The Botanic Garden and the Nature Reserve: an essential relationship

Wanderbilt Duarte de Barros

Jardim Botânico do Rio de Janeiro
Rua Jardim Botânico 1008, 22.460 Rio de Janeiro RJ, Brazil

Abstract

The author outlines the need for national parks to evolve from isolated 'nature reserves' to become cooperating partners with botanic gardens, in order to meet the current demands of conservation policy and the management of biodiversity.

Introduction

The discussions at this Third International Botanic Gardens Conservation Congress under the overall heading of 'Botanic Gardens in a Changing World' should result in the identification and proposal of innovations for the management of biodiversity.

Nowadays it is clear that human beings must search for new ways of achieving a harmonious and intimate relationship with nature. In short, human beings must see themselves as an integral part of the environment.

History

The perception of the relationship that human beings ought to have with their environment originally arose out the recognition of the need to select and protect nature reserves - areas to be preserved for their beauty or uniqueness of landscape. The criteria for selecting areas as nature reserves were their configurations of relief, geology, archaeology, hydrology, flora and fauna, and other natural characteristics.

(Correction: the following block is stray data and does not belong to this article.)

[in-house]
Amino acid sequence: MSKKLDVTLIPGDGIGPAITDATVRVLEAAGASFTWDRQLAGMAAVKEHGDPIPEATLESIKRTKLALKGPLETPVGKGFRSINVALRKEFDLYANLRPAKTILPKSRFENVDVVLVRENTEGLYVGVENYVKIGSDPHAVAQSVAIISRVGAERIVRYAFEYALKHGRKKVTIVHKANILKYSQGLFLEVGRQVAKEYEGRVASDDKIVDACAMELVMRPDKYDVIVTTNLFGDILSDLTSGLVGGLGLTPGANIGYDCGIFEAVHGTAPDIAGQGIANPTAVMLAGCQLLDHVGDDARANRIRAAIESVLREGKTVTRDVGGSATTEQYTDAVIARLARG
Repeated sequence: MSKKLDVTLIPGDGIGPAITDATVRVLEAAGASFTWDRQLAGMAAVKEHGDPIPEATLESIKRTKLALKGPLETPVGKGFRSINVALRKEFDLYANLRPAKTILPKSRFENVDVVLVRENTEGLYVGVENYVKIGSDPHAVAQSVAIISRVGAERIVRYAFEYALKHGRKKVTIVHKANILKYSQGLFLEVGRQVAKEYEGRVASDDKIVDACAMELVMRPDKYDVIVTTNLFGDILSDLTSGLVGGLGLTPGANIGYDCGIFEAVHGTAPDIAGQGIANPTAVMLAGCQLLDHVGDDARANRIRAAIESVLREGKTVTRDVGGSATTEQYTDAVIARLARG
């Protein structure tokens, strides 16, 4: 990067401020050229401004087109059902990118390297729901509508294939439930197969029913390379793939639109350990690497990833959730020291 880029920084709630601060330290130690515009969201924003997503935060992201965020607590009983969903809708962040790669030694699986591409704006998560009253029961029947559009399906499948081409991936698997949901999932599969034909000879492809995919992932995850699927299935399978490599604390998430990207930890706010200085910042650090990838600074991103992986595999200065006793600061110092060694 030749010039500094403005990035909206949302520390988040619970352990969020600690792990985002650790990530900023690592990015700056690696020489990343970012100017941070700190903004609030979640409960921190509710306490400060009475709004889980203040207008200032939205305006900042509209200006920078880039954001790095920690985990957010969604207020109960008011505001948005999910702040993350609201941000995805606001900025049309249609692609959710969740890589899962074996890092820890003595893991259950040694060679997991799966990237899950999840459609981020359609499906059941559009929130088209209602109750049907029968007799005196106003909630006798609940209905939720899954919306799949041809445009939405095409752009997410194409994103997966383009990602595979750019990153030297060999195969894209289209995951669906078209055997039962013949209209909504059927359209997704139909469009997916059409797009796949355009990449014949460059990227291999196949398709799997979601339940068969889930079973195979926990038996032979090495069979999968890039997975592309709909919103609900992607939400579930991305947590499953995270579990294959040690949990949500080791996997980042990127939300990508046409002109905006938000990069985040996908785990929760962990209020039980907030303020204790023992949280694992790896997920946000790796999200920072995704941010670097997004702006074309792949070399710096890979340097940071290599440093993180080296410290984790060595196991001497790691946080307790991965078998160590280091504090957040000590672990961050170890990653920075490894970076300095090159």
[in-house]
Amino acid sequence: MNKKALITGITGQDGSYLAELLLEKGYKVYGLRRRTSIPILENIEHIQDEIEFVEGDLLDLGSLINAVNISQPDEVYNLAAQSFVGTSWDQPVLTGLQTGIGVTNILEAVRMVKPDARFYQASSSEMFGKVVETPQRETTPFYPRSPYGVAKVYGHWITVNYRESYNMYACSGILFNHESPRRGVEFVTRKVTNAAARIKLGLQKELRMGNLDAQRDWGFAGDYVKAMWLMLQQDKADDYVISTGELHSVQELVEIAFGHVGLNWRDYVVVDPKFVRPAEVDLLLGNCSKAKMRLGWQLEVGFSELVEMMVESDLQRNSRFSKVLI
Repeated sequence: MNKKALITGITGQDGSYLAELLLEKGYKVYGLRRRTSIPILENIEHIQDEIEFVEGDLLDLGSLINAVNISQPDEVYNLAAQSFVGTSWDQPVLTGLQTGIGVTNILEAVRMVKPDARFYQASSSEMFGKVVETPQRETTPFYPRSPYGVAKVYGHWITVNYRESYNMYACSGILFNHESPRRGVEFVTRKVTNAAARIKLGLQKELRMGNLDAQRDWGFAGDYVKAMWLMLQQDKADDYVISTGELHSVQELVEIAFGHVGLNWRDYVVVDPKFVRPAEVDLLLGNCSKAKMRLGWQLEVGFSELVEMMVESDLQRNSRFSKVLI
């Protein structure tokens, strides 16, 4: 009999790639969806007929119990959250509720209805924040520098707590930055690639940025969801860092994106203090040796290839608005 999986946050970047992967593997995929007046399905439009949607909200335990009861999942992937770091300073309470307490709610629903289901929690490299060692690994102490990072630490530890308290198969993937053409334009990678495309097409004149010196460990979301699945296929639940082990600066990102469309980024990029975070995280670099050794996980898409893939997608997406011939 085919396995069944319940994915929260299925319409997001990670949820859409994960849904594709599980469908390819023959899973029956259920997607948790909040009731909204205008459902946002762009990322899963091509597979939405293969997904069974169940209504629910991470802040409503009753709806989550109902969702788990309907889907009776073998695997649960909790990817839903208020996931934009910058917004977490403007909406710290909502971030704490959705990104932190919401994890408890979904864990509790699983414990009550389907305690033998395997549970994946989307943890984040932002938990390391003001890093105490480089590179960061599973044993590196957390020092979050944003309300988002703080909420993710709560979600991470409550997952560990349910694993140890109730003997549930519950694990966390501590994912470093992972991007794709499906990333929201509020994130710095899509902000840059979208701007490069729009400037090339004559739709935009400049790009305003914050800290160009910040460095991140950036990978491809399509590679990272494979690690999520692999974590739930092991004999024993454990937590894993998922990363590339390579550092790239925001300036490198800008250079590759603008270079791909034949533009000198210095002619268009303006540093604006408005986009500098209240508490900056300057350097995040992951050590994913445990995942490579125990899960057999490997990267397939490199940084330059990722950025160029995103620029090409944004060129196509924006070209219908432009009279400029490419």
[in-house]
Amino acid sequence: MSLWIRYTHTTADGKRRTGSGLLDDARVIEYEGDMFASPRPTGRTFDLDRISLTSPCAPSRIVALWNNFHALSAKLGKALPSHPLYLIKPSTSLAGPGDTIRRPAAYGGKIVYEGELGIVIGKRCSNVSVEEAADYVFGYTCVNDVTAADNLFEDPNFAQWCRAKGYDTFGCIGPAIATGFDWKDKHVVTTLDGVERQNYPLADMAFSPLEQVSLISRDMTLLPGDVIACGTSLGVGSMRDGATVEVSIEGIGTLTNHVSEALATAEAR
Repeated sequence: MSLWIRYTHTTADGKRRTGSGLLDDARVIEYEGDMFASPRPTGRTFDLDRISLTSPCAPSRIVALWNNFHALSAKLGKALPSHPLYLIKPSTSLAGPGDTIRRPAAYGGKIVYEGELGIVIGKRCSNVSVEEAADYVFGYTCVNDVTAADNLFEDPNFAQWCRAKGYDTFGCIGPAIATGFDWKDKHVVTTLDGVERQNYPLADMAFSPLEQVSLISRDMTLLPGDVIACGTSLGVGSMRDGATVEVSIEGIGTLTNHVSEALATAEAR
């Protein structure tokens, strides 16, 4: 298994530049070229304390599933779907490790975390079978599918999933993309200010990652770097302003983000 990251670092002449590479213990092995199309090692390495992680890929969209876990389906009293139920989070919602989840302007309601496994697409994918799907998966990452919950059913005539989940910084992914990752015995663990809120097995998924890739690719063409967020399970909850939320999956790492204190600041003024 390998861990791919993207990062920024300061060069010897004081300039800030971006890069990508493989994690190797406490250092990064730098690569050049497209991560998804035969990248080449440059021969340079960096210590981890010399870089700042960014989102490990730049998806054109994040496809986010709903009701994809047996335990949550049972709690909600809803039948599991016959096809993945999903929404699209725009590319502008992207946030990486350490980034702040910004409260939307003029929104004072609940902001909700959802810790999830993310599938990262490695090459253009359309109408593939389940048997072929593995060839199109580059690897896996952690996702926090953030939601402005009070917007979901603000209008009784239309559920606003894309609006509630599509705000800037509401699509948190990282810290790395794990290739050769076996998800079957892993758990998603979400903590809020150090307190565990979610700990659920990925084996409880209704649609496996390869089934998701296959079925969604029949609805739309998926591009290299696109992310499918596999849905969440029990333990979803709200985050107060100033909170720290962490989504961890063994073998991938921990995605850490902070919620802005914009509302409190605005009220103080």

The French architect George Catlin was responsible for the establishment of the need to, and importance of, protecting sites that met the selection criteria mentioned above. During his travels in North America in the first half of the nineteenth century, he was astonished at the amount of degradation of the land that had been caused by improper use. He urged respect for the integrity of the environment, at a time when it was being used in a predatory and wasteful way.

Many years later John Muir, a tireless traveller through the American interior, and someone whom we can recognise as an early environmentalist, took up the question of, and the preoccupation with, the effects of the misuse of natural resources. He became a crusader fighting for the conservation of natural resources in his country.

National parks first came into existence in the third quarter of the nineteenth century and were intended to serve as a benefit for the whole nation, through the idea of the rational use of forestry resources, pastures, animals, soils and, last but not least, scenery.